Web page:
Fabio Carneiro: Hard-Won Lessons in Responsive Email Design
Fabio Carneiro (@flcarneiro) was speaking at Smashing Conference about HTML emails, these are my notes from his talk.
Email is a horrible thing to deal with. It's still a dark art compared to traditional web design, there's no parity of rendering engines. 65% of Mailchimp emails were responsive and done by people with no knowledge of responsive emails thanks to templates.
What is the big deal with making emails responsive? There are dozens of email clients, some of them don't support margins,
<p> can be tricky.
Design within constraints
CSS support is mostly 2, barely any 3. It's only now that the W3C is starting to talk about a standard for email. Have very hard and fast limitations but you can do anything just to make it work! Gmail is one of the worst mail clients available - forces styles to be inline. Outlook uses Word for its HTML rendering engine, it's worse than IE6!
Design for people
An email needs to be usable with one eyeball, one thumb and at arms reach. You should be able to tell immediately what it's for without stopping. You should be able to use one hand to do what the email wants you to do. You should be able to read it comfortably without bringing it up to your nose.
Design with purpose
With websites people come to you, with email you come to people.
- Buy me! Concise copy and simple CTAs.
- Join me! Event notices or invites to an action, concise copy and bold CTAs.
- Read me! Well written copy and clear typography.
- Transactional email. Convey a small amount of specific data. Focused, comprehensive, appropriate, practical, spartan.
Sticking to these categories help keep your design focused. Email is not a website, it's the most common reason for failure - why does an email need navigation? Why force people to leave your email? Don't distract people from what you want them to do. Take advantage of the intimate knowledge you have of people - you have people's names!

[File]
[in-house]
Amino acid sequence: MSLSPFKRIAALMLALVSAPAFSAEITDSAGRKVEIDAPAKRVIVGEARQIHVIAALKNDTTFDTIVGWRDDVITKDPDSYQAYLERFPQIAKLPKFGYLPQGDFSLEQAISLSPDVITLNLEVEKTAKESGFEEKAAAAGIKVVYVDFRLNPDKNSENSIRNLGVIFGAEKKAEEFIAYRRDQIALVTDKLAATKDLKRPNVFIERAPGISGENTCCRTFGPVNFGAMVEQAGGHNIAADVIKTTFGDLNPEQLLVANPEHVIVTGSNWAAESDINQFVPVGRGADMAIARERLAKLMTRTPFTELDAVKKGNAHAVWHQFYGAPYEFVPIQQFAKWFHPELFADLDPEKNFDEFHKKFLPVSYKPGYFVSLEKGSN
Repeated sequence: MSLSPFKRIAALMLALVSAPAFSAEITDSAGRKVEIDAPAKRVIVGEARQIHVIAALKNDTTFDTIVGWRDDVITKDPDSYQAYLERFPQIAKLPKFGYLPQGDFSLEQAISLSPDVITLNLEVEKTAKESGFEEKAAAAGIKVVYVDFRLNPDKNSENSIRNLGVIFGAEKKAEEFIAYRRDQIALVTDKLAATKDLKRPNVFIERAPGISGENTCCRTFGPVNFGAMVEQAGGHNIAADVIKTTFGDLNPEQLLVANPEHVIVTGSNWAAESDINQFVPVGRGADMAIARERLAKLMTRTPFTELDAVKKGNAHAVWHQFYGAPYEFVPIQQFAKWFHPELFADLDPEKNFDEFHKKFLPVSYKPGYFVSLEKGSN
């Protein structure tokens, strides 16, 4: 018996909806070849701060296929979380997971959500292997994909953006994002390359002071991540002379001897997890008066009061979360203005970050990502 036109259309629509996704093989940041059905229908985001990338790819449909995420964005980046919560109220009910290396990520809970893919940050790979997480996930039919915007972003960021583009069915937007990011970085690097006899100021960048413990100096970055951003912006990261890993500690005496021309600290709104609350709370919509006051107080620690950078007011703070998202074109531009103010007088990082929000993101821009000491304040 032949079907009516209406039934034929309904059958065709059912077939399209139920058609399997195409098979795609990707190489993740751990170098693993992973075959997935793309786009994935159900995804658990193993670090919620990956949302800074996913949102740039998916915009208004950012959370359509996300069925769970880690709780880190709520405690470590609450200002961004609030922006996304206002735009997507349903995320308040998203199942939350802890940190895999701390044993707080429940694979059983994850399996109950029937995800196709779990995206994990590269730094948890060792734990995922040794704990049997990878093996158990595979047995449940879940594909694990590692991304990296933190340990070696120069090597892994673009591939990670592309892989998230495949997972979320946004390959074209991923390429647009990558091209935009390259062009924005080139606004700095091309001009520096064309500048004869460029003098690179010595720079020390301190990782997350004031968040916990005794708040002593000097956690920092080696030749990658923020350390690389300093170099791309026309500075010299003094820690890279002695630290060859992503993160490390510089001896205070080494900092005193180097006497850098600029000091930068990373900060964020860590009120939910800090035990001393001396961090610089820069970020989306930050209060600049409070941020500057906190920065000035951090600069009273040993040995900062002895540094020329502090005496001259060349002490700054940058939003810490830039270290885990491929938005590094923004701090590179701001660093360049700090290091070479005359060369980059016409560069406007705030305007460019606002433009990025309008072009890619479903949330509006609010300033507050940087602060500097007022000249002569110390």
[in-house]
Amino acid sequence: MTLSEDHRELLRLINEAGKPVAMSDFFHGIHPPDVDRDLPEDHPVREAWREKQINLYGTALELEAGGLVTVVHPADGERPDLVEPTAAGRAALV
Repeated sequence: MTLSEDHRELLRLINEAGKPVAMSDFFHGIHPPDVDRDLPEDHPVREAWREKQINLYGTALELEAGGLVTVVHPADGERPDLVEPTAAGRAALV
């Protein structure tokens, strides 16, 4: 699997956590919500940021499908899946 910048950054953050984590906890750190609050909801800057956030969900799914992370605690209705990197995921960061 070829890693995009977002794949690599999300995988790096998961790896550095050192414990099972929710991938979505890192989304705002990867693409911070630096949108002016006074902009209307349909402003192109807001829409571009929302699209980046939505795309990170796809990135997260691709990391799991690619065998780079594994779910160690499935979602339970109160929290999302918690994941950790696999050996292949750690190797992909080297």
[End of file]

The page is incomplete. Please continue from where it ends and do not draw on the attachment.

Long form email can work, even on mobile. You have to know your audience though. Frequency of emails can combat email fatigue - keep the space between emails appropriate. You should make email a seamless part of your web experience.
Building responsive email
Modular pattern email - break it down into smaller bits. Keeps focus on components rather than grand designs. Spongy, not fully fluid. Sketch out common design patterns: calendars, image with caption, buttons &c. Email is assembled from these blocks. As each block is isolated you just need to change the outer container and it is responsive.
Mobile first isn't really mobile first with email. Support for MQs is odd. Layout is table based and CSS takes advantage of the cascade by defining things in multiple ways. Conditional comments are used to deal with Outlook.
With tables you can't use floats and positioning as you are using tables. Can use the
align attribute for tables. Problem is that it's very unstable, the Gmail app on iOS and Android is bad.
Email is ultra dense and stupidly complicated. MailChimp have a reference sheet for how to build a responsive email. Zurb has a responsive email package called Ink. Litmus community, from an email analytics firm - they have good numbers for email client market share. Mobile has risen ~140% in the last 12 months(?)
Webfonts are supported on a few clients.
Broken looking emails get deleted without even being read at a high percentage.
It is necessary to use attribute selectors in CSS it forces Yahoo to ignore the media query and render the email as you want it.
Each image you place in the email should be 100% width and have the height and width attributes. Also set a max-width for clients that support it.
Testing: read the email in lots of clients. Litmus have emulators you can use.